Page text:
Energy in general is really exciting right now because people in high places are waking up to its importance. So, we’re getting better renewables all the time, and really cool ideas about new ways to get energy, like space-based solar, advanced nuclear reactors, and yes, fusion.

GS: Your wife is a frequent guest star in your comics. Is she ever involved in writing the comics?

ZW: Not really, though she does read them. Occasionally I’ll have a question that directly pertains to her field of expertise, in which case I’ll ask her to help out. In general, I don’t like anyone writing for me. It feels like cheating.

GS: Comics like SMBC, xkcd, and Indexed have brought out the full funny potential of the graph. Why are graphs such a rich source of humor?

ZW: There are some forms of art where the goal is to express a big idea (or a funny idea) as elegantly as possible – things like short poems, single panel comics, and short stories. Graphs are useful for this kind of thing because they’re designed to convey information directly and clearly. For especially simple jokes, sometimes speed of explanation is crucial. With a graph, you can state two concepts and define a complex relationship faster than by any other means. Take, for example, diagramming human arousal during sex. It’d take a couple paragraphs to explain what a fairly simple line graph could do in a single image.

GS: Have you ever been surprised by a particular strip’s popularity?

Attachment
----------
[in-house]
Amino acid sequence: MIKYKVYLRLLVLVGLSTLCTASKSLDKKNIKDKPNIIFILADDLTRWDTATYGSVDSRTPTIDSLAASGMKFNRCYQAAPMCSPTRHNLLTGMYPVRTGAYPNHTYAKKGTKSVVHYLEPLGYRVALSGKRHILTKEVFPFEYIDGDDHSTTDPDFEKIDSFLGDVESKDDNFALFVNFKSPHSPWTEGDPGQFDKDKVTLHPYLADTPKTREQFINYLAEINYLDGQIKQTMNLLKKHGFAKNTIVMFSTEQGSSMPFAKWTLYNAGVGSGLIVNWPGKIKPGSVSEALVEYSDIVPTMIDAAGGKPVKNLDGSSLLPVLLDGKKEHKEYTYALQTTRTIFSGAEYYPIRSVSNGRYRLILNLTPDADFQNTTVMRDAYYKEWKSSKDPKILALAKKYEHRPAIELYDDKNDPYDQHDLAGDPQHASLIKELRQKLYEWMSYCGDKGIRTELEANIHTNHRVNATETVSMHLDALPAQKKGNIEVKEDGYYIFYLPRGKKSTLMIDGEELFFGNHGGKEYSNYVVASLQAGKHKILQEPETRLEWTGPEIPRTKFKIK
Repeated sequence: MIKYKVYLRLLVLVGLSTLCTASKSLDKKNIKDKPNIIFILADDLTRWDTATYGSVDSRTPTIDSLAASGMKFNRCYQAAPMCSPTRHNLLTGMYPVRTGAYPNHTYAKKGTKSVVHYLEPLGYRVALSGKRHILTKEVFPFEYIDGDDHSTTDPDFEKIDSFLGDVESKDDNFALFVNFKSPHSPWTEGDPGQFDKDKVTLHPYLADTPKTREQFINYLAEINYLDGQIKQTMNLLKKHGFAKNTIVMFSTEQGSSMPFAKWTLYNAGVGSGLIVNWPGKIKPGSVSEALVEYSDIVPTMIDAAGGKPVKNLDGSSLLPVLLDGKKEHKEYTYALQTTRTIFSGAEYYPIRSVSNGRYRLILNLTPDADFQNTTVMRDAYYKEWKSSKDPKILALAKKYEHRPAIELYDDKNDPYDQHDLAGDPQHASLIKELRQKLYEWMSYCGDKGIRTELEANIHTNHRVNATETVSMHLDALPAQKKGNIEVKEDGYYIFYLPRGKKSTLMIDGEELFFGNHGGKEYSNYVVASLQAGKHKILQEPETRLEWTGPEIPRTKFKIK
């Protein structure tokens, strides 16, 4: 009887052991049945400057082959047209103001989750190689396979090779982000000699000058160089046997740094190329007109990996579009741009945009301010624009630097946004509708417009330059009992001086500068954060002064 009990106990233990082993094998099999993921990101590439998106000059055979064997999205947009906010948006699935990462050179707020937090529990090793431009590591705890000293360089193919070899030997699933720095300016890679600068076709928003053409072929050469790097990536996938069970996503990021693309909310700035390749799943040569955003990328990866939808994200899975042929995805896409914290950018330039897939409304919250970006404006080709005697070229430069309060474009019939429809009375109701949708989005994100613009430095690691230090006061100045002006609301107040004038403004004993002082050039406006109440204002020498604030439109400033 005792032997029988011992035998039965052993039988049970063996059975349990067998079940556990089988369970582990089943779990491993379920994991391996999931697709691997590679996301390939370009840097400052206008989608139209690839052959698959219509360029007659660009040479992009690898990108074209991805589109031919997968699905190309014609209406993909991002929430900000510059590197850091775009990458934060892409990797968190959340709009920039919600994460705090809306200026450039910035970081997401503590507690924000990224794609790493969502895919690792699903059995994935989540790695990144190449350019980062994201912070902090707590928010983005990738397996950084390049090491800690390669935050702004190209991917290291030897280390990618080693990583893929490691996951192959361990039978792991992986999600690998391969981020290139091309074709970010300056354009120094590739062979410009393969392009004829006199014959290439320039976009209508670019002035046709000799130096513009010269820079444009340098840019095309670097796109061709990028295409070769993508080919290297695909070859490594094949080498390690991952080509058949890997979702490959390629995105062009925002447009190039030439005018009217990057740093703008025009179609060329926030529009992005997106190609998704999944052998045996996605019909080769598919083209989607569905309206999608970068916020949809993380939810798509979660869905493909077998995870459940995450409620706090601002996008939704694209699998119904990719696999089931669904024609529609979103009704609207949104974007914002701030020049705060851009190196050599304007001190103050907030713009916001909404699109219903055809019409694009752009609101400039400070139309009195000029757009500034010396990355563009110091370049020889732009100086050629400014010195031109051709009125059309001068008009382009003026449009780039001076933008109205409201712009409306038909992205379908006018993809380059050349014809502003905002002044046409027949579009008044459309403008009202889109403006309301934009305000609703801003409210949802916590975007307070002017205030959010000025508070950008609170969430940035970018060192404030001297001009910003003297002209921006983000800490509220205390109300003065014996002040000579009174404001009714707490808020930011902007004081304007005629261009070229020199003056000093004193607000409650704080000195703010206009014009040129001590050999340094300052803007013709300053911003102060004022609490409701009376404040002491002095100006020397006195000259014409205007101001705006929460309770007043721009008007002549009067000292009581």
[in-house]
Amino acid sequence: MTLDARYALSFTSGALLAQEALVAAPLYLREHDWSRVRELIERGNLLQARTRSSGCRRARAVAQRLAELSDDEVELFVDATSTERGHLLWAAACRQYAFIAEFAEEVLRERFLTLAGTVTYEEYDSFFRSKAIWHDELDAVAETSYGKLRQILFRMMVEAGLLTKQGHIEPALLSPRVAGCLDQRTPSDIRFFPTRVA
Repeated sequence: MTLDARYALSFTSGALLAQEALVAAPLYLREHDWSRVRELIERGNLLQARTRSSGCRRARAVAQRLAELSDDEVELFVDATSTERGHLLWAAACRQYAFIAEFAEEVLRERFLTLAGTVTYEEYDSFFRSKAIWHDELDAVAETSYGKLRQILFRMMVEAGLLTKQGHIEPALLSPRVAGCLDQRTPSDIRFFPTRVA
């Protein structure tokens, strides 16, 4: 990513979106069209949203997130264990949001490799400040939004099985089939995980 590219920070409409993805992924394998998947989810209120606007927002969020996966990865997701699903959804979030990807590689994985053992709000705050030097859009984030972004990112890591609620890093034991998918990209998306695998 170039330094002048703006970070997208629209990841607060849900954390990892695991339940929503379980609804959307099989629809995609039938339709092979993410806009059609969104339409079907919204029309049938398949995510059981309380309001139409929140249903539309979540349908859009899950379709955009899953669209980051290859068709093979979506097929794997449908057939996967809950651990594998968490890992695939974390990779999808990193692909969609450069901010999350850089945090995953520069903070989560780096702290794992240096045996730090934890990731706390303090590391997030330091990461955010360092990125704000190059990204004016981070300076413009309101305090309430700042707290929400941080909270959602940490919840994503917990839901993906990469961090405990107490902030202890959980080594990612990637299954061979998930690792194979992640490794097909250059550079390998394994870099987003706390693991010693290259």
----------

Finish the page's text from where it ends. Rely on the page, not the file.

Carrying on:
ZW: Sometimes yeah, though I’m better at predicting it these days. A recent one whose popularity surprised me was the joke about gamification in the future. I thought it was a somewhat niche topic that people would have to read up on. But, it turns out there’s a huge community. I even got people requesting that I write a novel based on it!

GS: You’ve been writing gag comics, character-driven comics, video sketches, and now you’re working on a web series. Which format is the most challenging to write?

ZW: Everything’s different. In general, the hardest thing to write is the thing you have least experience writing. That said, sketch writing is pretty damn difficult. You basically have to come up with an idea that’s solid, and squeeze every little bit of comedy out of it until you have at least a few pages of stuff. With comics, it’s a bit easier to be eloquent, since size doesn’t matter so much.

GS: You just released the first SMBC book. What took you so freaking long?

ZW: A very long sequence of delays and screw ups. We got very close to pulling the trigger with several companies, but each time something got close, something happened on our end or theirs. Eventually, we landed with Breadpig, which was such an excellent experience it makes me glad of all the delays.

GS: Chris Sims at ComicsAlliance recently wrote an article suggesting that DC and Marvel should be making superhero webcomics. What would your DC or Marvel comic be about?

ZW: I actually already did a superhero comic called Captain Stupendous, through IDW.

But, if it were for DC? If they’re just looking to generate audience and buzz, a properly licensed gag comic about the actual DC superheroes would probably be huge. The online market’s all for short observational strips right now.

Of course, if I got to do anything I wanted… that’s harder. I think there’s a lot of good stuff to be done with science characters. Okay, so they can’t fly or shoot lasers, but the early 20th century is often referred to as “The Heroic Age of Physics.”

GS: Does having the last name Weiner make you an inherently funnier person?

ZW: No. My brother Marty’s a Weiner, and he sucks. Nobody likes his jokes or his stupid face. Also, he has a really bad haircut.

[Saturday Morning Breakfast Cereal]